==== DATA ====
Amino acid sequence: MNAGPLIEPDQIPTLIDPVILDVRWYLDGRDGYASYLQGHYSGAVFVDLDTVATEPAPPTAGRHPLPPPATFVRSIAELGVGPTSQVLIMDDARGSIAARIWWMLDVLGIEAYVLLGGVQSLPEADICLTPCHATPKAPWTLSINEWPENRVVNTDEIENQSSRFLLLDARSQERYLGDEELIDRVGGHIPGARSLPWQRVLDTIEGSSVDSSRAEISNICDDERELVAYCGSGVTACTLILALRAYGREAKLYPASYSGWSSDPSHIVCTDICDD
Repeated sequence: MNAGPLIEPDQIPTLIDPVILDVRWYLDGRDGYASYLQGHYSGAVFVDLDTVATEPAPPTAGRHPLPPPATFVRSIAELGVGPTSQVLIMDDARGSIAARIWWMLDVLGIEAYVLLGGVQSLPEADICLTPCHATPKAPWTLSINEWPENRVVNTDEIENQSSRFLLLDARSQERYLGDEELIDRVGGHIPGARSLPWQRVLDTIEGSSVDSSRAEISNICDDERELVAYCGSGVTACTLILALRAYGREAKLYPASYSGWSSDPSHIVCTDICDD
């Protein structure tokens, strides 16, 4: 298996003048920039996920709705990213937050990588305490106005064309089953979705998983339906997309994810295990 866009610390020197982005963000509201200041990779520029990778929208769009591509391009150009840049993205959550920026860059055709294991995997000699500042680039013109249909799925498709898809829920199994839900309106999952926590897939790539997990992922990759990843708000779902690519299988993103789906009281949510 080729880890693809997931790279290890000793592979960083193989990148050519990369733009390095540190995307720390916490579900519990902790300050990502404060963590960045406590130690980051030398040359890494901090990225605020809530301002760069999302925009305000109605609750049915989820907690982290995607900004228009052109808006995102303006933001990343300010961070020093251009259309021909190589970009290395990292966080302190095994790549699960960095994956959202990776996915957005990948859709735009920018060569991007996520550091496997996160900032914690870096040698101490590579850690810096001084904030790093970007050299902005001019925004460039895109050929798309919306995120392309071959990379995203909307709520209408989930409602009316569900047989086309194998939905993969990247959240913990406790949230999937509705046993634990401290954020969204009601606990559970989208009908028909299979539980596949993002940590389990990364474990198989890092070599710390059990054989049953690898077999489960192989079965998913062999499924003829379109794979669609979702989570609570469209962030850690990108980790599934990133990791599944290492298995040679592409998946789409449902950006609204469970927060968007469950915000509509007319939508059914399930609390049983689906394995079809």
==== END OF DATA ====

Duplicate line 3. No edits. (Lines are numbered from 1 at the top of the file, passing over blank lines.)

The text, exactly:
């Protein structure tokens, strides 16, 4: 298996003048920039996920709705990213937050990588305490106005064309089953979705998983339906997309994810295990 866009610390020197982005963000509201200041990779520029990778929208769009591509391009150009840049993205959550920026860059055709294991995997000699500042680039013109249909799925498709898809829920199994839900309106999952926590897939790539997990992922990759990843708000779902690519299988993103789906009281949510 080729880890693809997931790279290890000793592979960083193989990148050519990369733009390095540190995307720390916490579900519990902790300050990502404060963590960045406590130690980051030398040359890494901090990225605020809530301002760069999302925009305000109605609750049915989820907690982290995607900004228009052109808006995102303006933001990343300010961070020093251009259309021909190589970009290395990292966080302190095994790549699960960095994956959202990776996915957005990948859709735009920018060569991007996520550091496997996160900032914690870096040698101490590579850690810096001084904030790093970007050299902005001019925004460039895109050929798309919306995120392309071959990379995203909307709520209408989930409602009316569900047989086309194998939905993969990247959240913990406790949230999937509705046993634990401290954020969204009601606990559970989208009908028909299979539980596949993002940590389990990364474990198989890092070599710390059990054989049953690898077999489960192989079965998913062999499924003829379109794979669609979702989570609570469209962030850690990108980790599934990133990791599944290492298995040679592409998946789409449902950006609204469970927060968007469950915000509509007319939508059914399930609390049983689906394995079809």